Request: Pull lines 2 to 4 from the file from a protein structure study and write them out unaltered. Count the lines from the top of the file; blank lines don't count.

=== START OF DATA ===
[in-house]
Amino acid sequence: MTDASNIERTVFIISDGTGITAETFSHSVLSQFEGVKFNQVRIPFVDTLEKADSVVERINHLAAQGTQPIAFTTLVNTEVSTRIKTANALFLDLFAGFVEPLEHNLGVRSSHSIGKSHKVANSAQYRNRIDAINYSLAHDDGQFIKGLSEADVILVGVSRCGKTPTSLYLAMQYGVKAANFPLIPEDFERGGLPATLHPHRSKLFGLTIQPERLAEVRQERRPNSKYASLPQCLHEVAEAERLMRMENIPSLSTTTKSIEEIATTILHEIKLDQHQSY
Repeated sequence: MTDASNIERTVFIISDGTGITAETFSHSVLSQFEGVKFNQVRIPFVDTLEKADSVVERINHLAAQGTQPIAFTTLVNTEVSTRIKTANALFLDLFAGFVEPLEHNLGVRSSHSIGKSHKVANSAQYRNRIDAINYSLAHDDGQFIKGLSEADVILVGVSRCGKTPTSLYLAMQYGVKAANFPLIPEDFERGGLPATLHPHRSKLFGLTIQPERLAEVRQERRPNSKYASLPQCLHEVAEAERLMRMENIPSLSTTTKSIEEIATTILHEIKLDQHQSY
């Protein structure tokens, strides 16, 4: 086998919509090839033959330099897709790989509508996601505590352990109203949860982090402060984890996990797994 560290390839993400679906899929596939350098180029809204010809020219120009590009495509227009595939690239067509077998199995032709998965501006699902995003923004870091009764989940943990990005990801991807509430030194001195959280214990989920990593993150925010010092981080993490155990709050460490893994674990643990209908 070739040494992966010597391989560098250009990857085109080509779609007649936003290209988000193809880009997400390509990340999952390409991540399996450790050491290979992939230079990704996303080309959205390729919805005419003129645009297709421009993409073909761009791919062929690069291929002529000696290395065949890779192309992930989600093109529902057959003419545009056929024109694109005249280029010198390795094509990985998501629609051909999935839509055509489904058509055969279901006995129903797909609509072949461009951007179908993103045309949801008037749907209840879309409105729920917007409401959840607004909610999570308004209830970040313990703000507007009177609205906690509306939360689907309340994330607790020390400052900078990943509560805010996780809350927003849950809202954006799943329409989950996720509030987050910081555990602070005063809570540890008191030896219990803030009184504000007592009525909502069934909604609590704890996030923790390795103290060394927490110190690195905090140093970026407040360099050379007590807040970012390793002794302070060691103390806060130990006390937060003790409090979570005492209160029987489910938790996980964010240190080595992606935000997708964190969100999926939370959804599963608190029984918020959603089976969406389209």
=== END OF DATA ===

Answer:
Amino acid sequence: MTDASNIERTVFIISDGTGITAETFSHSVLSQFEGVKFNQVRIPFVDTLEKADSVVERINHLAAQGTQPIAFTTLVNTEVSTRIKTANALFLDLFAGFVEPLEHNLGVRSSHSIGKSHKVANSAQYRNRIDAINYSLAHDDGQFIKGLSEADVILVGVSRCGKTPTSLYLAMQYGVKAANFPLIPEDFERGGLPATLHPHRSKLFGLTIQPERLAEVRQERRPNSKYASLPQCLHEVAEAERLMRMENIPSLSTTTKSIEEIATTILHEIKLDQHQSY
Repeated sequence: MTDASNIERTVFIISDGTGITAETFSHSVLSQFEGVKFNQVRIPFVDTLEKADSVVERINHLAAQGTQPIAFTTLVNTEVSTRIKTANALFLDLFAGFVEPLEHNLGVRSSHSIGKSHKVANSAQYRNRIDAINYSLAHDDGQFIKGLSEADVILVGVSRCGKTPTSLYLAMQYGVKAANFPLIPEDFERGGLPATLHPHRSKLFGLTIQPERLAEVRQERRPNSKYASLPQCLHEVAEAERLMRMENIPSLSTTTKSIEEIATTILHEIKLDQHQSY
């Protein structure tokens, strides 16, 4: 086998919509090839033959330099897709790989509508996601505590352990109203949860982090402060984890996990797994 560290390839993400679906899929596939350098180029809204010809020219120009590009495509227009595939690239067509077998199995032709998965501006699902995003923004870091009764989940943990990005990801991807509430030194001195959280214990989920990593993150925010010092981080993490155990709050460490893994674990643990209908 070739040494992966010597391989560098250009990857085109080509779609007649936003290209988000193809880009997400390509990340999952390409991540399996450790050491290979992939230079990704996303080309959205390729919805005419003129645009297709421009993409073909761009791919062929690069291929002529000696290395065949890779192309992930989600093109529902057959003419545009056929024109694109005249280029010198390795094509990985998501629609051909999935839509055509489904058509055969279901006995129903797909609509072949461009951007179908993103045309949801008037749907209840879309409105729920917007409401959840607004909610999570308004209830970040313990703000507007009177609205906690509306939360689907309340994330607790020390400052900078990943509560805010996780809350927003849950809202954006799943329409989950996720509030987050910081555990602070005063809570540890008191030896219990803030009184504000007592009525909502069934909604609590704890996030923790390795103290060394927490110190690195905090140093970026407040360099050379007590807040970012390793002794302070060691103390806060130990006390937060003790409090979570005492209160029987489910938790996980964010240190080595992606935000997708964190969100999926939370959804599963608190029984918020959603089976969406389209």